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Early worsening of anxiety, agitation and irritability are thought to be
common among people commencing antidepressants, especially for anxiety
disorders. This phenomenon, which may be termed jitteriness/anxiety
syndrome, is cited as an explanation for early treatment failure and
caution in using selective serotonin reuptake inhibitors (SSRIs).
However, we believe that it is inconsistently defined and that robust
evidence to support the phenomenon is lacking.
To review systematically all evidence relating to jitteriness/ anxiety
syndrome to identify: constituent symptoms; medications implicated;
disorders in which it was reported; incidence; time course; management
strategies; relationship of this syndrome to therapeutic response;
distinction between syndrome and akathisia; relationship between syndrome
and suicide; and genetic predispositions.
A systematic search identified articles and these were included in the
review if they addressed one of the above aspects of jitteriness/anxiety
Of 245 articles identified, 107 articles were included for review. No
validated rating scales for jitteriness/anxiety syndrome were identified.
There was no robust evidence that the incidence differed between SSRIs
and tricyclic antidepressants, or that there was a higher incidence in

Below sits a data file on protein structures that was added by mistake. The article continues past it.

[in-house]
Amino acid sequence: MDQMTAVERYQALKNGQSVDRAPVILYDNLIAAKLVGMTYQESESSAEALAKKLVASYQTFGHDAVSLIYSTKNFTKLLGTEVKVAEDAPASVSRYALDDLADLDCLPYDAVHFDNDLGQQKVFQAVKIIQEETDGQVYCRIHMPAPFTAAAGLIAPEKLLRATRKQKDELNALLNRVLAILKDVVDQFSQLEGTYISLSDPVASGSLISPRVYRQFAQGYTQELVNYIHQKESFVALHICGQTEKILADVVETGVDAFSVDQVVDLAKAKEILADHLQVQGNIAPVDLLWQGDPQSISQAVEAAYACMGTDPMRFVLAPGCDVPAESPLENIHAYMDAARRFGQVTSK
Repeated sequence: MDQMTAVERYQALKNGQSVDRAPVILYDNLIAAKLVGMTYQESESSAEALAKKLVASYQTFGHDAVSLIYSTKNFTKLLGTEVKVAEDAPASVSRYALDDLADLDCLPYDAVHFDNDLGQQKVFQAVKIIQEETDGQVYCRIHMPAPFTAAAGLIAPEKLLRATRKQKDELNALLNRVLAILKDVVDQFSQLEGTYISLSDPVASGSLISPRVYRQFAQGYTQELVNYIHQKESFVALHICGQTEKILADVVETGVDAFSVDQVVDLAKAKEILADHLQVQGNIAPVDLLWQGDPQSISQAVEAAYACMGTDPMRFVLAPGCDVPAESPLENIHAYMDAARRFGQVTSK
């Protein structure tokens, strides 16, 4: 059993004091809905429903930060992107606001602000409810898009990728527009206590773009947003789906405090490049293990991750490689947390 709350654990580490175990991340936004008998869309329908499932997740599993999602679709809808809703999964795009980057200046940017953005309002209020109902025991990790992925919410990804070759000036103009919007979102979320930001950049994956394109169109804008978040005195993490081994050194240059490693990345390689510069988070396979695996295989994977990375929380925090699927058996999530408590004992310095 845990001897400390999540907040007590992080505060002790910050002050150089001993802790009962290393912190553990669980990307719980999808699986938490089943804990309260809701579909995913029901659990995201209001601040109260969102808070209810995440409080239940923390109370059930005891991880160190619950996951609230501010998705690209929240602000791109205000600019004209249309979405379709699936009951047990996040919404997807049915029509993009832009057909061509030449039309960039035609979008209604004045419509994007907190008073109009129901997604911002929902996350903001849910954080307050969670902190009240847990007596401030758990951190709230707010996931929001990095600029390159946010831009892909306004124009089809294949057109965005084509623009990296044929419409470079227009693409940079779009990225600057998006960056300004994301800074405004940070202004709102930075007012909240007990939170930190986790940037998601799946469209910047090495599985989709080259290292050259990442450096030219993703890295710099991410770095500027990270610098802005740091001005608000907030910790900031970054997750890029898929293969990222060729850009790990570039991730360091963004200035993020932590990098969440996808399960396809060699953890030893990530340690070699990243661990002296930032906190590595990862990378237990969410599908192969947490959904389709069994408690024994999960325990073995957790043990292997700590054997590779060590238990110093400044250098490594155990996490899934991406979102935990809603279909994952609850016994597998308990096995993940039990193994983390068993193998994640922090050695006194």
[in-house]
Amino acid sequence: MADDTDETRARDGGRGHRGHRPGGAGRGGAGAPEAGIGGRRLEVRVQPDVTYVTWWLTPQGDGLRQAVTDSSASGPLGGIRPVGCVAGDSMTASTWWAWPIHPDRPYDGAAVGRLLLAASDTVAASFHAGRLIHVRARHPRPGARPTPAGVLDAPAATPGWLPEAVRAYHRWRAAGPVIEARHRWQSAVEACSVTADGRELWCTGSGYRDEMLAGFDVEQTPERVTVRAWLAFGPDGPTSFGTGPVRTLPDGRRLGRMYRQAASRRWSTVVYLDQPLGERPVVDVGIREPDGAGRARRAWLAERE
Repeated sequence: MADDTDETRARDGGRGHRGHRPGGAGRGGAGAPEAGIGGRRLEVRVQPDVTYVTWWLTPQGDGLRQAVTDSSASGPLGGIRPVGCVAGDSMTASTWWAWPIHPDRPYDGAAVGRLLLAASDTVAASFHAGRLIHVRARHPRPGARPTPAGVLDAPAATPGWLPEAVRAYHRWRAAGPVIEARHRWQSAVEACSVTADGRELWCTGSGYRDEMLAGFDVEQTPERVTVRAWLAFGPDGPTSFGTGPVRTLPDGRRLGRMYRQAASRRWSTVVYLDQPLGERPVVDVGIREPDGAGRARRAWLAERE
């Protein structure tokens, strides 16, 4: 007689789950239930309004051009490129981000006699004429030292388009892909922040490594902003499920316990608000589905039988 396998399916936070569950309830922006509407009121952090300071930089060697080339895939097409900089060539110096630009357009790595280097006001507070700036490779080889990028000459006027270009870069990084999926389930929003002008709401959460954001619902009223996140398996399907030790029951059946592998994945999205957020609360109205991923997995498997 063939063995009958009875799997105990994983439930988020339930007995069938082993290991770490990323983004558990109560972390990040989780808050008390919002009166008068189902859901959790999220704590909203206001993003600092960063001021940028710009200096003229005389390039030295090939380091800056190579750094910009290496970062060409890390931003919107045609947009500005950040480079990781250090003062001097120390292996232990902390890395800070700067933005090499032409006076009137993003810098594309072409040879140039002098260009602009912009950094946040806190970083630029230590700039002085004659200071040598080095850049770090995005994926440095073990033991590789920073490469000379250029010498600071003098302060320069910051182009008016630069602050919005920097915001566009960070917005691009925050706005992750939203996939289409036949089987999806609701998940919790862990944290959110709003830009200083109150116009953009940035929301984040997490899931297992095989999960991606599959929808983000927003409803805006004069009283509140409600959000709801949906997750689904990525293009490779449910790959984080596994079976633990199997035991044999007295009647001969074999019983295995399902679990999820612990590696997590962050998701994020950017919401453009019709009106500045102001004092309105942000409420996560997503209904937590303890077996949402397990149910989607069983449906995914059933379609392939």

anxiety disorders. Published incidence rates varied widely from 4 to 65%
of people commencing antidepressant treatment. Common treatment
strategies for this syndrome included a slower titration of
antidepressant and the addition of benzodiazepines. Conclusive evidence
for the efficacy of these strategies is lacking. There was conflicting
and inconclusive evidence as to whether the emergence of this syndrome
had a predictive value on the response to treatment. It appears to be a
separate syndrome from akathisia, but evidence for this assertion was
limited. The effect of jitteriness/anxiety syndrome on suicide rates has
not been evaluated. Three studies examined genetic variations and
side-effects from treatment, but none was specifically designed to assess
Jitteriness/anxiety syndrome remains poorly characterised. Despite this,
clinicians' perception of this syndrome influences prescribing and it is
cited to support postulated mechanisms of drug action. We recommend
systematised evaluation of side-effects at earlier time points in
antidepressant trials to further elucidate this clinically important
The importance of the neurotransmitter serotonin (5-HT) in the pathophysiology of anxiety is well known. A key role for postsynaptic 5-HT1A receptors has recently been suggested in studies of genetic knockout mice.
To measure 5-HT1A receptor binding in patients with panic disorder in the untreated state and after recovery on treatment with selective serotonin reuptake inhibitors (SSRIs).
Nine symptomatic untreated patients with panic disorder, seven patients recovered on SSRI medication and nineteen healthy volunteers underwent a single positron emission tomography (PET) scan using the 5-HT1A tracer [11C]WAY-100635.
In comparison with controls, both presynaptic and postsynaptic 5-HT1A receptor binding was reduced in untreated patients, with the most significant reductions being in the raphe, orbitofrontal cortex, temporal cortex and amygdala. In recovered patients presynaptic binding was reduced, but there was no significant reduction in postsynaptic binding.
Panic disorder is associated with reduced 5-HT1A receptor availability, which is also known to have a key role in depression.
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